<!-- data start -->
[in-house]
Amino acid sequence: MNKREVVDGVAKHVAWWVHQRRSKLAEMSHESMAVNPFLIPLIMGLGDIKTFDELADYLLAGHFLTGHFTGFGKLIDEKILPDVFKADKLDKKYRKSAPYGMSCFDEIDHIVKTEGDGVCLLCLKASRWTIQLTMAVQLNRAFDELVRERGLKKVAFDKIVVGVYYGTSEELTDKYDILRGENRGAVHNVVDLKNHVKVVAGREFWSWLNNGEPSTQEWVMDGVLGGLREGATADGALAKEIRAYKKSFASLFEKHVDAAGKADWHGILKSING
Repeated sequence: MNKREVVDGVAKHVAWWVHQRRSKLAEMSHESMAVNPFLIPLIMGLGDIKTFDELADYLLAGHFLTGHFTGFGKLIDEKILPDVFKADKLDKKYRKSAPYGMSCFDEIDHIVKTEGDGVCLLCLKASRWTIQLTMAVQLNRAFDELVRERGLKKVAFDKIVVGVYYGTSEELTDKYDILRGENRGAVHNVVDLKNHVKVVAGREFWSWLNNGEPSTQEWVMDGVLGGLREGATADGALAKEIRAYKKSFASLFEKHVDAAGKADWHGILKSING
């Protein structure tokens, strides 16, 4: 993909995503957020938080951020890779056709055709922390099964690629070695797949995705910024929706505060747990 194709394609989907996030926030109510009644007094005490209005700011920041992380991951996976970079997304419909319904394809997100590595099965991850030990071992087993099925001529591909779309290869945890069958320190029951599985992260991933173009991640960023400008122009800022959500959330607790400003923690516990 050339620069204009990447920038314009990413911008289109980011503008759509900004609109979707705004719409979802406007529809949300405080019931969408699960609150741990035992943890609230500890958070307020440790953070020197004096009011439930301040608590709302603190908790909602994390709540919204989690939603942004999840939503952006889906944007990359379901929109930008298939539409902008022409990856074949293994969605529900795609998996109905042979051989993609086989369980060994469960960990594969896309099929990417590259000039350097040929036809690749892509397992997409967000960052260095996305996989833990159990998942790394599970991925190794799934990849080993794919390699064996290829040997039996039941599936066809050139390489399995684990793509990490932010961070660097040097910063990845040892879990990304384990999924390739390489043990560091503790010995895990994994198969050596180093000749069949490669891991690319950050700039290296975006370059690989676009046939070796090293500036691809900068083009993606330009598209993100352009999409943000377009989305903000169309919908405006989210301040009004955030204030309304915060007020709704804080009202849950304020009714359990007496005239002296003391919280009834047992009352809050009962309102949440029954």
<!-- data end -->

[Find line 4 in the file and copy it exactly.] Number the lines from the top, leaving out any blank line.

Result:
């Protein structure tokens, strides 16, 4: 993909995503957020938080951020890779056709055709922390099964690629070695797949995705910024929706505060747990 194709394609989907996030926030109510009644007094005490209005700011920041992380991951996976970079997304419909319904394809997100590595099965991850030990071992087993099925001529591909779309290869945890069958320190029951599985992260991933173009991640960023400008122009800022959500959330607790400003923690516990 050339620069204009990447920038314009990413911008289109980011503008759509900004609109979707705004719409979802406007529809949300405080019931969408699960609150741990035992943890609230500890958070307020440790953070020197004096009011439930301040608590709302603190908790909602994390709540919204989690939603942004999840939503952006889906944007990359379901929109930008298939539409902008022409990856074949293994969605529900795609998996109905042979051989993609086989369980060994469960960990594969896309099929990417590259000039350097040929036809690749892509397992997409967000960052260095996305996989833990159990998942790394599970991925190794799934990849080993794919390699064996290829040997039996039941599936066809050139390489399995684990793509990490932010961070660097040097910063990845040892879990990304384990999924390739390489043990560091503790010995895990994994198969050596180093000749069949490669891991690319950050700039290296975006370059690989676009046939070796090293500036691809900068083009993606330009598209993100352009999409943000377009989305903000169309919908405006989210301040009004955030204030309304915060007020709704804080009202849950304020009714359990007496005239002296003391919280009834047992009352809050009962309102949440029954």